I myself was convicted of a Sex misconduct charge a class c felony. Basicly the girl gave consent but was not old enough to do so, now in Jewish custom they are allowed to have sex with a non Jew a gential which we are called who is of the age of thirteen, now is this right? But hey we can’t pick on the Jews ohh no! Nor can we pick on the blacks either. So history is just finding a new social media to slave against, now if I recall my history we all came from Europe and all of our forefathers were criminals of the crown, just because we didn’t like their taxation, but hey they were allowed to do what they wanted. The federal government says they allow the states to make their own laws on the registry, as long as they follow certain guidelines, but if you see they are violating this and you reach out to the smart office they just say their isn’t anything they can do about it. Now I myself had a ten year registry and it is done and the state I was convicted in sent a paper saying it was finished , but I moved to South Carolina and they told me the only thing I had to do was register and they told the sheriff office the same thing but when I got there they said it was a lifetime state. So I stayed for awhile and moved to Florida well Florida said if I could get my original state where I got convicted at to provide me with the ten year registry that they would consider removing me. Well I did. But sc kept me on there’s basically saying I got convicted there. But I didn’t and now I am stuck doing this for life cause the state I did get convicted in say that if I come back that I would be under the state I live in ,rules of the registry, now I ask is this basically charging me over and over for a crime that I committed when i did it wasn’t on the list to register but they say they can do what they want. But federal government says we can’t help you, what happen to “United States” are we not supposed to be united?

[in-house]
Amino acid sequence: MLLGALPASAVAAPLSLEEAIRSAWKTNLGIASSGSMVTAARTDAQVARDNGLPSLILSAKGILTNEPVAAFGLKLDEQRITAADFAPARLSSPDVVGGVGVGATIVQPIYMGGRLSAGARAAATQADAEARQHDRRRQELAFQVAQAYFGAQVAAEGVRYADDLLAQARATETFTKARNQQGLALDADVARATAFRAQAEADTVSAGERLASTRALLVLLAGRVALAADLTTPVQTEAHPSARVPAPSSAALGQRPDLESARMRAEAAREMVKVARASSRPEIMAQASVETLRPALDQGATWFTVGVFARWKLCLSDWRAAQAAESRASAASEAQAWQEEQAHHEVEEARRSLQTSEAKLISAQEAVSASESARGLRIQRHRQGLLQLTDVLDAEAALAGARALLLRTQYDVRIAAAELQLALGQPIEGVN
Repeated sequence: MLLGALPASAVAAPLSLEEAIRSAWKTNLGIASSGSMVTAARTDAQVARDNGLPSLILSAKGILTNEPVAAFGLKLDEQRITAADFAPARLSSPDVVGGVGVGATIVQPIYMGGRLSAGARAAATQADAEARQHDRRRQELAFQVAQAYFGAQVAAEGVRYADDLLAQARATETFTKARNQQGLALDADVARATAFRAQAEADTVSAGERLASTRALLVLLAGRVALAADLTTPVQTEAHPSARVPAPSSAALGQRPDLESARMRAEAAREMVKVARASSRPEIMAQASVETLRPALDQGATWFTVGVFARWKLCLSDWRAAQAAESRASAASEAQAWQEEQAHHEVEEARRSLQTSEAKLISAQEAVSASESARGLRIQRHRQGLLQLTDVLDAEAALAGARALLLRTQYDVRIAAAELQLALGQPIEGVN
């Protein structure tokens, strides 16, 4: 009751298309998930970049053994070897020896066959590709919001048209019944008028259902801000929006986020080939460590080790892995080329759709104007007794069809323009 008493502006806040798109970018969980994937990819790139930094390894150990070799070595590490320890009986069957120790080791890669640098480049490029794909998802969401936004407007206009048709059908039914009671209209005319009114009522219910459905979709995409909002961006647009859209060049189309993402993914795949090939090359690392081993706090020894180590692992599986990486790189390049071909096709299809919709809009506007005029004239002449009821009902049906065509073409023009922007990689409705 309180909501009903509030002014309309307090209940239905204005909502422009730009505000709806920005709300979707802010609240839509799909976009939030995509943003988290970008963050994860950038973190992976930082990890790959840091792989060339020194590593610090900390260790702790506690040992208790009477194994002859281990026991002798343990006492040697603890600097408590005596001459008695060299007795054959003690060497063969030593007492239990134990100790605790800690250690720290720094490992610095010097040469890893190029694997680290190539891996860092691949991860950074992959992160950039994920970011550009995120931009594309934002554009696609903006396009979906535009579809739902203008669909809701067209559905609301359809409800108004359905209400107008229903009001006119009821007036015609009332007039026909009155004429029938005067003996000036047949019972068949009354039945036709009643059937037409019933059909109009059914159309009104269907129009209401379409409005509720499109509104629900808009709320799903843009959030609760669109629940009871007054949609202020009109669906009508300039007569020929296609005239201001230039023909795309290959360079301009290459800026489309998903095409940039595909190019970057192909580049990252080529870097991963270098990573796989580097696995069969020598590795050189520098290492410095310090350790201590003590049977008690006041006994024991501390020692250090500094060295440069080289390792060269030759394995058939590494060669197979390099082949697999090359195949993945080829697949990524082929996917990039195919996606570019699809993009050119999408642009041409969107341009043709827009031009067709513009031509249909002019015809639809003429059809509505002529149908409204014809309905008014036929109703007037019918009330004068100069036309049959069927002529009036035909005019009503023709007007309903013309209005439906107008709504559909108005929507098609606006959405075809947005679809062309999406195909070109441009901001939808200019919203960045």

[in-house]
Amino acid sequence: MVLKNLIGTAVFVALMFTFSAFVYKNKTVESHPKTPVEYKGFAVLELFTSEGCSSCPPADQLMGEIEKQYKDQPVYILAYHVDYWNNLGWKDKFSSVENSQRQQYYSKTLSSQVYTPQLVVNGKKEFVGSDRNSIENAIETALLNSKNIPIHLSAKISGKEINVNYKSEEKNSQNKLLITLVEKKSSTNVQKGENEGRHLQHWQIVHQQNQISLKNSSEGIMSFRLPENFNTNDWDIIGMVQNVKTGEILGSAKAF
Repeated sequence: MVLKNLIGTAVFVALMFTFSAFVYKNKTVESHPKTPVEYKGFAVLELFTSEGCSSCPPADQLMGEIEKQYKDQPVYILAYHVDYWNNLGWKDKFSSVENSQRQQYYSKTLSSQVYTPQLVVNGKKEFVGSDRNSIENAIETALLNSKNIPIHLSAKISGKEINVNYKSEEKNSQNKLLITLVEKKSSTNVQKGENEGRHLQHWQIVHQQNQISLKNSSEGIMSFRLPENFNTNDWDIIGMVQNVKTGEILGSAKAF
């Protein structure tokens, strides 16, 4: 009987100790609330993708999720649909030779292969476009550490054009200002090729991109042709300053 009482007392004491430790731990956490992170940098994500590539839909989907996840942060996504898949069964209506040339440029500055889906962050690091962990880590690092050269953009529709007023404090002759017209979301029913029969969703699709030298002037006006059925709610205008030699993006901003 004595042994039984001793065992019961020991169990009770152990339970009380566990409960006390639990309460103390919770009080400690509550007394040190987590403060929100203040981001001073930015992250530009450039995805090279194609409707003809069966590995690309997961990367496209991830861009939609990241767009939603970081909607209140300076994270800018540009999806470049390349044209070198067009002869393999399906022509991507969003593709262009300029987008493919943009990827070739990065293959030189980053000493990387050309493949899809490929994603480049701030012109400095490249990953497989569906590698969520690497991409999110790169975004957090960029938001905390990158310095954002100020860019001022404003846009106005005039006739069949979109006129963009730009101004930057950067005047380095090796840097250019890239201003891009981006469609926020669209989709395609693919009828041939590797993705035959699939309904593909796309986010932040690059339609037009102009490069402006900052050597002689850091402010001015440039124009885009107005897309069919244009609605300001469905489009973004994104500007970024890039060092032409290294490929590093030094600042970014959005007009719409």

2. Becky
    September 30, 2017 at 8:23 pm

    Unfortunately, each state has it’s own laws about almost everything. I think the words about united, under God, with liberty and justice for all is an illusion that we were taught to believe when we were children. Sadly.

    About the registry. To hear the media tell it, sex offenders hide behind every tree and nobody is safe. It fuels the imagination, produces fear and hate and destroys common sense. Then when the law of the land gives support to torture of the hated, the haters come out of the woodwork and they aren’t paying attention to common sense because their minds are challenged, their lights have all gone out!

    It’s hard to listen to common sense when a person is so full of fear and hate and that dear friends, is what we are up against.

    Reference to torture of the hated: is all about denial of the basics in life all the way around. Housing, food, medical care, privacy, liberty to go places such as school and parks, jobs, family unity, travel and anything else that has to do with stability.